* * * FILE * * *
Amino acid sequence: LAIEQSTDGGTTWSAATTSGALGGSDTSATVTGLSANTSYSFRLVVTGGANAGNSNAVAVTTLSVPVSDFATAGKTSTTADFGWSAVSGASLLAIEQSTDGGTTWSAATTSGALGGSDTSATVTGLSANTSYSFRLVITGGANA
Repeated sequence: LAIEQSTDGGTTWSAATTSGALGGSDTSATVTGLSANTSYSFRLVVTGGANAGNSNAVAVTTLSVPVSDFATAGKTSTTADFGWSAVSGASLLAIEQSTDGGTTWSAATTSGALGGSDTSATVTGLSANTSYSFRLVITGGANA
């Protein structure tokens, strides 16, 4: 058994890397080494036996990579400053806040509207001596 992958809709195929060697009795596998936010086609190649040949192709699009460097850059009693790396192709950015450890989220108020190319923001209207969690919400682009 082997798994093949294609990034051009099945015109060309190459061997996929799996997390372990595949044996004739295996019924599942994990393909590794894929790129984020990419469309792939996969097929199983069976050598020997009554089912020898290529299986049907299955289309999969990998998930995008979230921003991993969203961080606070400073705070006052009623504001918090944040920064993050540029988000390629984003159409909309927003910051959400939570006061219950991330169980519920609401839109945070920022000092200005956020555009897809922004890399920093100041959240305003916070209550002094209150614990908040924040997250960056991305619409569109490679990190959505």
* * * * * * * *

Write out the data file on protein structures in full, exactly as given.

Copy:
Amino acid sequence: LAIEQSTDGGTTWSAATTSGALGGSDTSATVTGLSANTSYSFRLVVTGGANAGNSNAVAVTTLSVPVSDFATAGKTSTTADFGWSAVSGASLLAIEQSTDGGTTWSAATTSGALGGSDTSATVTGLSANTSYSFRLVITGGANA
Repeated sequence: LAIEQSTDGGTTWSAATTSGALGGSDTSATVTGLSANTSYSFRLVVTGGANAGNSNAVAVTTLSVPVSDFATAGKTSTTADFGWSAVSGASLLAIEQSTDGGTTWSAATTSGALGGSDTSATVTGLSANTSYSFRLVITGGANA
């Protein structure tokens, strides 16, 4: 058994890397080494036996990579400053806040509207001596 992958809709195929060697009795596998936010086609190649040949192709699009460097850059009693790396192709950015450890989220108020190319923001209207969690919400682009 082997798994093949294609990034051009099945015109060309190459061997996929799996997390372990595949044996004739295996019924599942994990393909590794894929790129984020990419469309792939996969097929199983069976050598020997009554089912020898290529299986049907299955289309999969990998998930995008979230921003991993969203961080606070400073705070006052009623504001918090944040920064993050540029988000390629984003159409909309927003910051959400939570006061219950991330169980519920609401839109945070920022000092200005956020555009897809922004890399920093100041959240305003916070209550002094209150614990908040924040997250960056991305619409569109490679990190959505």